Source: various (see above)

 

Checkered development in CF halted; DMD opportunity continues

This negative trial has prompted PTC Therapeutics to discontinue any further development for Translarna in cystic fibrosis and withdraw its Marketing Authorization Application, which was pending at the European Medicines Agency. The initial application containing the GD-009 CF data had been speculative and unlikely to be approved, as the trial had missed its primary endpoint, but instead relied on a post-hoc analysis excluding tobramycin patients. PTC Therapeutics had hypothesized that aminoglycoside antibiotics reduce Translarna’s ability to enable ribosomal readthrough, although it now appears that any treatment effect for Translarna is likely to be minimal anyway. Although there is huge unmet need for patients with nmCF to have an appropriate treatment targeted to their underlying genetic mutation, the magnitude of effect for Translarna appears clinically insignificant. Furthermore, PTC Therapeutics would have found it impossible to justify the reimbursement of Translarna for such an incremental improvement.

 

Translarna is already on the market in the EU for nmDMD, for which the drug has a list price in Germany of around €440,000 ($488,000) per year. PTC Therapeutics states that it will continue to support the development of Translarna for patients with nmDMD, with plans to file a New Drug Application over protest from the US Food and Drug Administration, despite receiving a Refuse to File letter. PTC Therapeutics estimates total sales for Translarna in nmDMD of $81m for 2016 (PTC Therapeutics, 2017b).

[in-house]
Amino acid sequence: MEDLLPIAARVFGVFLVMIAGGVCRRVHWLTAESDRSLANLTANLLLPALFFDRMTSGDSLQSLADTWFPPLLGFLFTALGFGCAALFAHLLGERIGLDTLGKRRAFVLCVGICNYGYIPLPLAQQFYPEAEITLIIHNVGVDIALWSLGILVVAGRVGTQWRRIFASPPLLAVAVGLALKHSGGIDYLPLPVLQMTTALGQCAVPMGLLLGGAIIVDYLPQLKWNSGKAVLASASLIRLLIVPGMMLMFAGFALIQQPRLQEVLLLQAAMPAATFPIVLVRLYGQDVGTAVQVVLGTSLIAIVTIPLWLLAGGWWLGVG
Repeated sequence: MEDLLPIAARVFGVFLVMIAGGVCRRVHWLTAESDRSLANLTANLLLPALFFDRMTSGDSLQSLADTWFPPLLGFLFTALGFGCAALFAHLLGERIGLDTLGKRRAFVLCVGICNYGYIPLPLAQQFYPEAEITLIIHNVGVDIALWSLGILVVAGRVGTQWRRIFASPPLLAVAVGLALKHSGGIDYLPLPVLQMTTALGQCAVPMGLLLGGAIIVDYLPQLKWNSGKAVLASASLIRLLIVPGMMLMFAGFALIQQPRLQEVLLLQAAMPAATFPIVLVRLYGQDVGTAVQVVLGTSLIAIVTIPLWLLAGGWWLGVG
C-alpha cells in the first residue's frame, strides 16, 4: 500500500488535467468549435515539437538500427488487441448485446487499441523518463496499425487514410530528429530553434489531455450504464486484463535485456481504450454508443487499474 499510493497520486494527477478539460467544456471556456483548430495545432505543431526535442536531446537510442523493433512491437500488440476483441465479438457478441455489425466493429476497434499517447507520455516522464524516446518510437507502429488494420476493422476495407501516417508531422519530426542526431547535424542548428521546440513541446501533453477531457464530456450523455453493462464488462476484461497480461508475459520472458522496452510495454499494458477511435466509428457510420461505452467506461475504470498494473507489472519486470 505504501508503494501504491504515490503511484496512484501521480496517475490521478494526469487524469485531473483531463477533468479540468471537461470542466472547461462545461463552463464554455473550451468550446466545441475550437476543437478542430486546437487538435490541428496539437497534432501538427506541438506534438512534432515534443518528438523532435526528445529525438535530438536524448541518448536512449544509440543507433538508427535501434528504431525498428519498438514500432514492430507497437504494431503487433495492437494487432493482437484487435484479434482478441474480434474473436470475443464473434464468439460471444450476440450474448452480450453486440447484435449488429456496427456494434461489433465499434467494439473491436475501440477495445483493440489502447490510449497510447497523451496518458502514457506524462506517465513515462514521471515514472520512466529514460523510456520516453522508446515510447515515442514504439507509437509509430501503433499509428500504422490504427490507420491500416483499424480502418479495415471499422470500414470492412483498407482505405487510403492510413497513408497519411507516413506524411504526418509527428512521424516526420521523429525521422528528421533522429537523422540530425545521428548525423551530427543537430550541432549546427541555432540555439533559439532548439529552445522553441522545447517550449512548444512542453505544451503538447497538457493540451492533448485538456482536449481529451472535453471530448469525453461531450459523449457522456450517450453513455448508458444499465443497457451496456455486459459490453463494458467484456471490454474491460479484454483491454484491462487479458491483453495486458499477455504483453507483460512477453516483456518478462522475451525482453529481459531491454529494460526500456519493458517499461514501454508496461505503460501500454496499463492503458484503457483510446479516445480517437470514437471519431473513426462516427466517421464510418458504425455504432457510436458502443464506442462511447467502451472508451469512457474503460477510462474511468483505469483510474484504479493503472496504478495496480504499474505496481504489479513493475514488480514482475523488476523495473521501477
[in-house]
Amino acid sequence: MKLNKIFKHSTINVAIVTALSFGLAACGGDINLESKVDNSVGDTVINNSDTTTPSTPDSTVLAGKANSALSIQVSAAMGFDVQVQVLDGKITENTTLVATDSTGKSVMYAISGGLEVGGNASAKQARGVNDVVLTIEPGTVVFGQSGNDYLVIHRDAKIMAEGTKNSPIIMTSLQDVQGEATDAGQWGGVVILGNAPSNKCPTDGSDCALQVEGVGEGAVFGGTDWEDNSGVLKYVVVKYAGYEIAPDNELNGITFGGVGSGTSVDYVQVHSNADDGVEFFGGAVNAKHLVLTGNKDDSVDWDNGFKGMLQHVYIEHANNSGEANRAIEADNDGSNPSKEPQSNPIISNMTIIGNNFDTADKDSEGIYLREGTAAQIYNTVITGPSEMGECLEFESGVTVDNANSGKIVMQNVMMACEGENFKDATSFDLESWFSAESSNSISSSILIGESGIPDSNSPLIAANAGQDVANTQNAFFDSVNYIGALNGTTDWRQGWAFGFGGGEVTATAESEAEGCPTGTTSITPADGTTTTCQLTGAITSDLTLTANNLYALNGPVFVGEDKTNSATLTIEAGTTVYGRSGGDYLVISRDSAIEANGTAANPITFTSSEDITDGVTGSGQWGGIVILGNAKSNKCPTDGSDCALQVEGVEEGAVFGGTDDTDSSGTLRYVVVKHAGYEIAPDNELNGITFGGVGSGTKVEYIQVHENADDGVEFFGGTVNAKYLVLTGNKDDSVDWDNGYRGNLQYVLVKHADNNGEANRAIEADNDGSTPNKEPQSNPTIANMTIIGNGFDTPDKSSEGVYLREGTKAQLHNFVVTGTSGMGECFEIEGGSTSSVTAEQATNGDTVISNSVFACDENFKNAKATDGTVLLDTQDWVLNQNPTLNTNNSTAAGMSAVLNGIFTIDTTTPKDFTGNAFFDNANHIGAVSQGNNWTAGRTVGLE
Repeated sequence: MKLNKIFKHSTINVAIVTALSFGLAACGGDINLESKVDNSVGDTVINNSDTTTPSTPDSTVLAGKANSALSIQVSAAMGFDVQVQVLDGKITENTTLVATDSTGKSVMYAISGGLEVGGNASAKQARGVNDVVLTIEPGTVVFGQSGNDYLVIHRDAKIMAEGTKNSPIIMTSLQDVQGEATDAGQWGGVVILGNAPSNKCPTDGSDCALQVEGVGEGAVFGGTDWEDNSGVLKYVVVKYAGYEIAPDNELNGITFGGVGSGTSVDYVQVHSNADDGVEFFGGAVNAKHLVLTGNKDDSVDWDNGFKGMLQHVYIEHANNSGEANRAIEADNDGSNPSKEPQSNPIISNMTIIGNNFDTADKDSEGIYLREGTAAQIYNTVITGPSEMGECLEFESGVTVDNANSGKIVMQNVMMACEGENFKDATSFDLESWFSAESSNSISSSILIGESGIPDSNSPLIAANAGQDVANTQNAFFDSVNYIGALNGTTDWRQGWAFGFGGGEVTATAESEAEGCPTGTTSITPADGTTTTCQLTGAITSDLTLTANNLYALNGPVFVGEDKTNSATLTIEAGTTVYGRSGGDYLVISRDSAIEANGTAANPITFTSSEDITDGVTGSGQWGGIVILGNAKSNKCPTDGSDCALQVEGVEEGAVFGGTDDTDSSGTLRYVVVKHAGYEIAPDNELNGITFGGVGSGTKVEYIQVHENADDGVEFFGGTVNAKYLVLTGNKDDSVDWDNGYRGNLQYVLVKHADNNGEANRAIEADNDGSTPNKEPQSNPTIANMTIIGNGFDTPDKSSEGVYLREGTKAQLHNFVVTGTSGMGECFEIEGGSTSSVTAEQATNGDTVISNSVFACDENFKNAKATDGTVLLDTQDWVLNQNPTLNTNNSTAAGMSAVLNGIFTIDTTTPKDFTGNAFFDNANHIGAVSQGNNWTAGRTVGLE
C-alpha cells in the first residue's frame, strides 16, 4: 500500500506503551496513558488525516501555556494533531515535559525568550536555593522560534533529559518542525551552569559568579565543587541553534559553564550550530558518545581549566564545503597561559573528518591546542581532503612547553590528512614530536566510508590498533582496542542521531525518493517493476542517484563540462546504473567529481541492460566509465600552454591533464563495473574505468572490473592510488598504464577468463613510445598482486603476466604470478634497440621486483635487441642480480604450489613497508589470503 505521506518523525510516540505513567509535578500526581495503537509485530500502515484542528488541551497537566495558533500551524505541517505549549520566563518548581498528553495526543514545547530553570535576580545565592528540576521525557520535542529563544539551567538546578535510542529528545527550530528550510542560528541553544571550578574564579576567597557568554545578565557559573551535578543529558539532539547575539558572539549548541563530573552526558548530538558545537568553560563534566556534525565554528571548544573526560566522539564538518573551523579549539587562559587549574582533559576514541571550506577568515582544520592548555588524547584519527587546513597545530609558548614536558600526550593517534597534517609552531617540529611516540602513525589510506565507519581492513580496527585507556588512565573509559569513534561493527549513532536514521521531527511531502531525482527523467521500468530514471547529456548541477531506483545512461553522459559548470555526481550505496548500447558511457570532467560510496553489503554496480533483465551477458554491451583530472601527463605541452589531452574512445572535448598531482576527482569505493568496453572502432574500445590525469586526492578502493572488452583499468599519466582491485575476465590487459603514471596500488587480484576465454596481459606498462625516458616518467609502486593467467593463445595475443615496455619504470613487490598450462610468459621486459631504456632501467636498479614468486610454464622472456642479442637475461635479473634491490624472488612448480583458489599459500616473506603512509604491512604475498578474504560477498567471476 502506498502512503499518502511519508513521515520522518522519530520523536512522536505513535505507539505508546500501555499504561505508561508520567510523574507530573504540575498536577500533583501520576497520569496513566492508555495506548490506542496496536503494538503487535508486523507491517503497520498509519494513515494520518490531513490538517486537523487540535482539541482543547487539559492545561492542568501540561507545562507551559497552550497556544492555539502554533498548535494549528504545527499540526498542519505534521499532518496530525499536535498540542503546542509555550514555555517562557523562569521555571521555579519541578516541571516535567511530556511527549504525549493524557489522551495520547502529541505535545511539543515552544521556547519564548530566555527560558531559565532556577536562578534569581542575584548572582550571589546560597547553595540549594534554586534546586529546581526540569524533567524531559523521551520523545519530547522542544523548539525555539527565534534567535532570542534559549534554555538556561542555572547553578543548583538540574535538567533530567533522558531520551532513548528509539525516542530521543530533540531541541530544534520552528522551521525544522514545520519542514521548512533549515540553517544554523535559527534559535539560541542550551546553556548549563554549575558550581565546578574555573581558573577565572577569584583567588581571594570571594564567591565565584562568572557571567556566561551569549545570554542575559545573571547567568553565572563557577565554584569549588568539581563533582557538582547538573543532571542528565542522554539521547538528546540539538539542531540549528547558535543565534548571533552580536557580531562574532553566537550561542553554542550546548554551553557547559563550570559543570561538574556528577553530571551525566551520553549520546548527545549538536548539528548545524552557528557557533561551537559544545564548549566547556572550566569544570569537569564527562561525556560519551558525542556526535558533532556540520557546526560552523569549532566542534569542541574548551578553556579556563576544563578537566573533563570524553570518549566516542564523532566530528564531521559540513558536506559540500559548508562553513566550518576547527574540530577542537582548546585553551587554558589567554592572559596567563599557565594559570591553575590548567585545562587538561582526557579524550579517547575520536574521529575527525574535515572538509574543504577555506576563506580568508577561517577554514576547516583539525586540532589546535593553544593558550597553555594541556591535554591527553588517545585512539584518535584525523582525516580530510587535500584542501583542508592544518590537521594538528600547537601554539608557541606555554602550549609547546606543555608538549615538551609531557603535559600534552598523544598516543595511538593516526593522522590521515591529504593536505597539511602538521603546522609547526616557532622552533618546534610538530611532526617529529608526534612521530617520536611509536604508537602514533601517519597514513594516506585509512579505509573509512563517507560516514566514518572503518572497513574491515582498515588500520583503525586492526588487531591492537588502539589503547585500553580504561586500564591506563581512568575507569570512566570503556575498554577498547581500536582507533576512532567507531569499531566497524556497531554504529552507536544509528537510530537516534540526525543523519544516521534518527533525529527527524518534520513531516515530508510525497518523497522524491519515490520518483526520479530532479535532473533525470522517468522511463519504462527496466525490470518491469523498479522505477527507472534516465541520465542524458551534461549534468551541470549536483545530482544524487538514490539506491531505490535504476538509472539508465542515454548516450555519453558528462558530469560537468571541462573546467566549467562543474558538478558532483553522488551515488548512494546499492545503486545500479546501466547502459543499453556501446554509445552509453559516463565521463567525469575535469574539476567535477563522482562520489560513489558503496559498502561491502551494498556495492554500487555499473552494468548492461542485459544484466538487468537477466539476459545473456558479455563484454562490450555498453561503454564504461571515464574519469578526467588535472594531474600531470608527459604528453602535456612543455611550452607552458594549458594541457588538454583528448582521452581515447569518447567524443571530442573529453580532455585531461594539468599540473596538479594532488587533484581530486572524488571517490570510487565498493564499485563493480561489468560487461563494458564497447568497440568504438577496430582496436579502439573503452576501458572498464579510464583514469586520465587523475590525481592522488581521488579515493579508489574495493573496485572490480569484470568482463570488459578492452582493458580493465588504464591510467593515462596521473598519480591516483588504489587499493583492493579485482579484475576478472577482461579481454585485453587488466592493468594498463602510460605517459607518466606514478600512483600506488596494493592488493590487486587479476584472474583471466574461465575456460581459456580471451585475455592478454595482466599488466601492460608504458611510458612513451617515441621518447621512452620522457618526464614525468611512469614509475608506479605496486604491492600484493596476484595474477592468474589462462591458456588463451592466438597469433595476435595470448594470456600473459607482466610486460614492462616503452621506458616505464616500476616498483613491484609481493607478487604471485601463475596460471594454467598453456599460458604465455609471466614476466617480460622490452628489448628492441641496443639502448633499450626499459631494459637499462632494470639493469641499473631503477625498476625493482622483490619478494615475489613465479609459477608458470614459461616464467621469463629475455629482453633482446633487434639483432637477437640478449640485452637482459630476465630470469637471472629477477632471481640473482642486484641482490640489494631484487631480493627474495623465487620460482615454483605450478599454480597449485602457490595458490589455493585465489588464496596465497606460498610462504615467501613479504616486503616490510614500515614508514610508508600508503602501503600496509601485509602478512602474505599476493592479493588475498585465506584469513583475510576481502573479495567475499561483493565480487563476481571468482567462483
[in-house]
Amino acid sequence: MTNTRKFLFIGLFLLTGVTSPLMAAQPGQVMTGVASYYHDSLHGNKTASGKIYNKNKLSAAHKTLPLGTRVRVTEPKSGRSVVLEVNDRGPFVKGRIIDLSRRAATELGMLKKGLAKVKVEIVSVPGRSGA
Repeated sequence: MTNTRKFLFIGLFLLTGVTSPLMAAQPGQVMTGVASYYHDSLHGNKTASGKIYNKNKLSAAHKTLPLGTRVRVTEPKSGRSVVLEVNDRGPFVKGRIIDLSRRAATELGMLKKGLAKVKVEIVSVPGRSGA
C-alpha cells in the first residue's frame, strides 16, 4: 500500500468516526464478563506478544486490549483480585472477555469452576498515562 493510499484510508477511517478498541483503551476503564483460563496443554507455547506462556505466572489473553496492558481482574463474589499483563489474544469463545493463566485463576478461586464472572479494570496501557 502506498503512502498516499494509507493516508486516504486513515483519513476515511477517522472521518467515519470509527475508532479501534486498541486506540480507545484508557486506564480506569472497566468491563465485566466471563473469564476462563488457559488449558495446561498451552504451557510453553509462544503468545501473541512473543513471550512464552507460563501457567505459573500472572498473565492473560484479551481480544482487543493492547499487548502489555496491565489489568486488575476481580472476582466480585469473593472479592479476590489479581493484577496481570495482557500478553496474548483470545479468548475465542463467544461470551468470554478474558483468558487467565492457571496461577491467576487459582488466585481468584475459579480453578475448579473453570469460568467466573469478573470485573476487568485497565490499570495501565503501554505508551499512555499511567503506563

Pipeline still has potential to deliver targeted therapies for currently unserved patients

While the failure of Translarna in the ACT CF trial is a blow for the subset of cystic fibrosis patients with nonsense mutations, accounting for around 10% of the total, it does not have any implications for any other pipeline candidates. Translarna was the only ribosomal readthrough stimulant in development, although there are no other candidates targeting the nmCF patient group.

 

Attention will now turn to Vertex’s VX-661/ivacaftor (tezacaftor/ivacaftor) regimen, for which several Phase III trials are due to complete during 2017. This combination pill has the potential to bring an appropriate genotype-specific drug to patients with one copy of the F508del mutation, the most common cystic fibrosis-causing mutation. Vertex currently markets Kalydeco (ivacaftor) for patients with gating mutations and Orkambi (lumacaftor/ivacaftor) for homozygous F508del patients.

 

Bibliography
Kerem E, Konstan MW, De Boeck K, Accurso FJ, Sermet-Gaudelus I, et al. (2014) Ataluren for the treatment of nonsense-mutation cystic fibrosis: a randomised, double-blind, placebo-controlled phase 3 trial. Lancet Respiratory Medicine, 2(7), 539–47.
PTC Therapeutics (2017a) PTC Therapeutics Announces Results from Pivotal Phase 3 Clinical Trial of Ataluren in Patients Living with Nonsense Mutation Cystic Fibrosis. Available from: http://ir.ptcbio.com/releasedetail.cfm?ReleaseID=1015471 [Accessed 2 March 2017].
PTC Therapeutics (2017b) PTC Therapeutics Provides Corporate Update and Outlines 2017 Strategic Priorities to Maximize the Global Value of Translarna™ and Advance its Innovative Pipeline. Available from: http://ir.ptcbio.com/releasedetail.cfm?ReleaseID=1007080 [Accessed 2 March 2017].